This is the earliest photograph that I have of my grandfather Joseph Wisniewski, scanned from my aunt’s family album. He died when I was four years old. And while I distinctly remember his voice (and getting yelled at when I got too close to his pigeons in the backyard), much of my knowledge of him and his life is an accumulation of my mother’s stories and memories.
The early life of my grandfather has been a long-standing mystery in my genealogical work. I knew for sure that he was the son of Mary Kroliczak, but his actual father remained ambiguous. He had the “Wisniewski” surname, but he most certainly wasn’t the son of John Wisniewski, Mary’s first husband. He also wasn’t the son of Mary’s second husband Jacob Huk, the only real father-figure in his life. When a child was born out of wedlock, people were a little looser with surnames, it seems. My mother had always said that her father Joseph was a little bit of a black sheep in the family as he was only half-related to all of his siblings.
The only physical record that I had documenting my grandfather’s birth was a letter from St. Charles Rectory (Bensalem, Pennsylvania) dated 1927 saying that my grandfather was baptized there in 1912 and was the son of John Wisniewski, which I knew to be false. I knew that he grew up on a farm on Byberry Road in Bensalem until he was about six years of age, and he was co-raised by his grandparents Peter Kroliczak and Antonina (Nowak) Kroliczak, since his mother Mary was sixteen when she gave birth. Some family stories seem to indicate that my grandfather knew the identity of his birth father, but no one knew his name. According to my mother, my grandfather Joseph once approached a man named Edward, who also participated in the pigeon club in Bridesburg, Philadelphia, claiming to be his half brother. Edward was much younger than my grandfather. He came over to Joseph’s house on multiple occasions, but died shortly after at a young age due to a heart attack. Apparently, my grandfather claimed that he looked exactly like Edward’s father, who was rumored to be a musician on the side. My family didn’t remember Edward’s last name, but my mom seemed to remember that he was married to a woman named Catherine. What a loose web of hypothetical connections.
My research was at a bit of a standstill until about a week ago. I was contacted by a distant cousin who connected with me through our shared DNA results, and it took her refreshed perspective to open up a new door in my work. I explained the mystery of my grandfather, but what I didn’t know was that the baptismal records for St. Charles Borromeo were digitized on FindMyPast.org. With that small piece of information, she was able to find the record of my grandfather in the 1912 register. I’m learning something new with each discovery.
Joseph’s first name isn’t listed in the record, but it is definitely him. He is listed under a misspelling of his mother’s maiden name Kroliczak (spelled Kroliccok here). But the dates align as does his mother’s name. The big surprise for me was that his birth father was listed in the register; a man named Adam Krotowski (spelled Krotoski here). Next to the names of the parents, a priest wrote “not man and wife” with the “not” underlined 3 times, which I found rather funny. Mary’s sister Agnes Kroliczak served as a witness alongside an Ignatius Patrewesyneski.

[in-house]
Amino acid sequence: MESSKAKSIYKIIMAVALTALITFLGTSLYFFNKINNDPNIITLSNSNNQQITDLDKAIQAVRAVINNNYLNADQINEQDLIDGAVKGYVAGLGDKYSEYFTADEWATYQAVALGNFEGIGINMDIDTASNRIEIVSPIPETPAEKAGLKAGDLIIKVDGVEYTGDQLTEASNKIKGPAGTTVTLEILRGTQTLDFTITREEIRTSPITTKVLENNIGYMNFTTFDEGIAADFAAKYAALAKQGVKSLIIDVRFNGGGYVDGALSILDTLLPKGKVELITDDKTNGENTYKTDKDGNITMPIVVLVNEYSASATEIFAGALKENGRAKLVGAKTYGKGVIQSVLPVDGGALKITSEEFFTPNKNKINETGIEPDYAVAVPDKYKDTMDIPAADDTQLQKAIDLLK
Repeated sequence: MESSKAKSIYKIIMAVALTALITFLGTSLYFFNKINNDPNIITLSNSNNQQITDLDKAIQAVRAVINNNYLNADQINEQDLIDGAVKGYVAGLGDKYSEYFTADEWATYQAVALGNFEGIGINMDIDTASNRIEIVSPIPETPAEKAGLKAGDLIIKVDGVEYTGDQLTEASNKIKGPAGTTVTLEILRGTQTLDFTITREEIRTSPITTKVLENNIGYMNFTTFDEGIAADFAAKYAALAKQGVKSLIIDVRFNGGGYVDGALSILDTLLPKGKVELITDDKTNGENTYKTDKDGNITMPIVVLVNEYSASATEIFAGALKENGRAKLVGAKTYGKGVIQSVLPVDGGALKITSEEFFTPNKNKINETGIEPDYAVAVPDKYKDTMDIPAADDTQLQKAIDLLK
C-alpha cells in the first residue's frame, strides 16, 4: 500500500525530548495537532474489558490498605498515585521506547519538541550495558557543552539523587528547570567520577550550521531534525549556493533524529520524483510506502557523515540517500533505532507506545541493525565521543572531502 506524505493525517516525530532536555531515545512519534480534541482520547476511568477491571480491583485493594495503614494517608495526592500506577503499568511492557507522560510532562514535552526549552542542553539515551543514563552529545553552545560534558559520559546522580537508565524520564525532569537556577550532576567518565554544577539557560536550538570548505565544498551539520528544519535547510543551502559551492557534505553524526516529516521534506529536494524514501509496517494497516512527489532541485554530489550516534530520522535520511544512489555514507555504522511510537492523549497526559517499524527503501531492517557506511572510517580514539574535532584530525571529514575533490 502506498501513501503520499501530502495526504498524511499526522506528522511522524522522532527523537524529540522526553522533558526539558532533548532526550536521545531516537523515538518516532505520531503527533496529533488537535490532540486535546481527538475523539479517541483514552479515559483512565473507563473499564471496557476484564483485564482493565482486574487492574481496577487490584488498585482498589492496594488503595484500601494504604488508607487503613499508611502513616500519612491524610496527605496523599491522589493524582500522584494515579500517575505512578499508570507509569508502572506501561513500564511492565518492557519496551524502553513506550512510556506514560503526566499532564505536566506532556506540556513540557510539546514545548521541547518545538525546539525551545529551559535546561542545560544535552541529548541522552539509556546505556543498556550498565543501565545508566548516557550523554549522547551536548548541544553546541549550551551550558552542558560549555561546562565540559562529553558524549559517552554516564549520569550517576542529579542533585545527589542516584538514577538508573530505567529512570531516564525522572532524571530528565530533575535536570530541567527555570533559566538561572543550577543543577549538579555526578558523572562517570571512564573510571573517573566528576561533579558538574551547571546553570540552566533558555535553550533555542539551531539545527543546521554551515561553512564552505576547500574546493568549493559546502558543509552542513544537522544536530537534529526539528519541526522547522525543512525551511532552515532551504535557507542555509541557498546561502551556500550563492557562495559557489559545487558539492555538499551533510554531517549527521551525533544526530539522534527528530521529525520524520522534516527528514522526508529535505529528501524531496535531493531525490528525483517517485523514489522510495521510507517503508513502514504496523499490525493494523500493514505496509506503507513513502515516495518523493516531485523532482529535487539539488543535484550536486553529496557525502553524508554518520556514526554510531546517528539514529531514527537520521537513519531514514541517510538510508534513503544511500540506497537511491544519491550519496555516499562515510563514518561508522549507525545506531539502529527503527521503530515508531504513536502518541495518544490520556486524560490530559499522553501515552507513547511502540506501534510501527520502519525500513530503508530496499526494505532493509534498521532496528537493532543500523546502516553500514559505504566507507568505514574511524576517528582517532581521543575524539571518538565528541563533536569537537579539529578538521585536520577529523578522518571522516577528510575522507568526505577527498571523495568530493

I’ve been investigating Adam Krotowski for the past week or so. Who was he? How did he meet my great grandmother Mary Kroliczak? What was their relationship? Was he a musician? Did my grandfather ever meet him as an adult? Did Adam have a son named Edward who was younger than my grandfather, who died before his time, and who was married to a woman named Catherine?
It appears that Adam Krotowski was a farmhand working in Bensalem, Pennsylvania. According to the The Farm Journal Illustrated Farm and Business Directory of Bucks County (Philadelphia: Wilmer Atkinson Company, 1914), both the Kroliczak’s and the Krotowski’s had farms in Bensalem, with the former being 33 acres and the latter being 43 acres. Adam’s parents were likely a Stanislaw (Stephen) Krotowski and Maryanna (Mary) Pruchniewska. Adam married a woman named Franciszka Borowa in February 1912, a month before my grandfather was born. Their marriage license lists his residence and occupation. Upon his marriage to Francizska, the couple moved to Bridesburg, Philadelphia. While I will never know if they met in person, both my grandfather and his birth father were living in the same part of the city, at the very least. Adam Krotowski never lists my grandfather on his naturalization documents, and the baptism record is the only document thus far linking them together. In 2018, the 1912 birth certificates for Pennsylvania will become public, and I hope to find something further detailing their relationship on my grandfather’s birth certificate.
As for Edward Krotowski, I was absolutely floored to learn that Adam Krotowski and his wife Franciszka did indeed have a son named Edward J. Krotowski. He was married to a woman named Catherine Black and he served in the US Marines during WWII. He was born in 1929, making him younger than my grandfather, and died in 1979 at 50 years old. Could this be coincidence? If not, it seems that my grandfather did indeed know the identity of his birth father, and the family stories about Edward are true.
This is only the beginning of this research. I’m hoping to find some descendants of Adam Krotowski in my DNA results so that I can confirm this relationship beyond paper. But for now, it feels gratifying to add this mystery into the family tree. Many, many thanks to my distant cousin and newfound collaborator on the Kroliczak line. You have opened up a whole treasure trove of information for me and my family.